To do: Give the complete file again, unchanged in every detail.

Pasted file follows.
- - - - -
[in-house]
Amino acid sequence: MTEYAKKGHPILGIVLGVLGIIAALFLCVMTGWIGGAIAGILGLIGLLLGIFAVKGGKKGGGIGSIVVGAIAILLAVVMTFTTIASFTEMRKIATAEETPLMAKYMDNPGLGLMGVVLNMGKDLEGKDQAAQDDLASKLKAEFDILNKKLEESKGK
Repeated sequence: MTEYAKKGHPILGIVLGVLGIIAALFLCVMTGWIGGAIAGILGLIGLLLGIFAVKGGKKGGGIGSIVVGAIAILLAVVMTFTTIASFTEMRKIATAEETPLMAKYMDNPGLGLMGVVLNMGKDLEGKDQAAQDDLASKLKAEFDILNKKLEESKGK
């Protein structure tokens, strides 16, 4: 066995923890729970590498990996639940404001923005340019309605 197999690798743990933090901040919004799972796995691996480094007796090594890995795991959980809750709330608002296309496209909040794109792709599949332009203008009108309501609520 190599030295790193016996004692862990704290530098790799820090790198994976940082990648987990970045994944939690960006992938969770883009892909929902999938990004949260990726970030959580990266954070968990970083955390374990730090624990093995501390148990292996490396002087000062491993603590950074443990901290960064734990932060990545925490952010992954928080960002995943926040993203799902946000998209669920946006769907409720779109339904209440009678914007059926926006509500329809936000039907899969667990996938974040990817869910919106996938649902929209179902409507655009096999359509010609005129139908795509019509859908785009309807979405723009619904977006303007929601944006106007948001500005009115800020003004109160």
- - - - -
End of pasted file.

[in-house]
Amino acid sequence: MTEYAKKGHPILGIVLGVLGIIAALFLCVMTGWIGGAIAGILGLIGLLLGIFAVKGGKKGGGIGSIVVGAIAILLAVVMTFTTIASFTEMRKIATAEETPLMAKYMDNPGLGLMGVVLNMGKDLEGKDQAAQDDLASKLKAEFDILNKKLEESKGK
Repeated sequence: MTEYAKKGHPILGIVLGVLGIIAALFLCVMTGWIGGAIAGILGLIGLLLGIFAVKGGKKGGGIGSIVVGAIAILLAVVMTFTTIASFTEMRKIATAEETPLMAKYMDNPGLGLMGVVLNMGKDLEGKDQAAQDDLASKLKAEFDILNKKLEESKGK
């Protein structure tokens, strides 16, 4: 066995923890729970590498990996639940404001923005340019309605 197999690798743990933090901040919004799972796995691996480094007796090594890995795991959980809750709330608002296309496209909040794109792709599949332009203008009108309501609520 190599030295790193016996004692862990704290530098790799820090790198994976940082990648987990970045994944939690960006992938969770883009892909929902999938990004949260990726970030959580990266954070968990970083955390374990730090624990093995501390148990292996490396002087000062491993603590950074443990901290960064734990932060990545925490952010992954928080960002995943926040993203799902946000998209669920946006769907409720779109339904209440009678914007059926926006509500329809936000039907899969667990996938974040990817869910919106996938649902929209179902409507655009096999359509010609005129139908795509019509859908785009309807979405723009619904977006303007929601944006106007948001500005009115800020003004109160």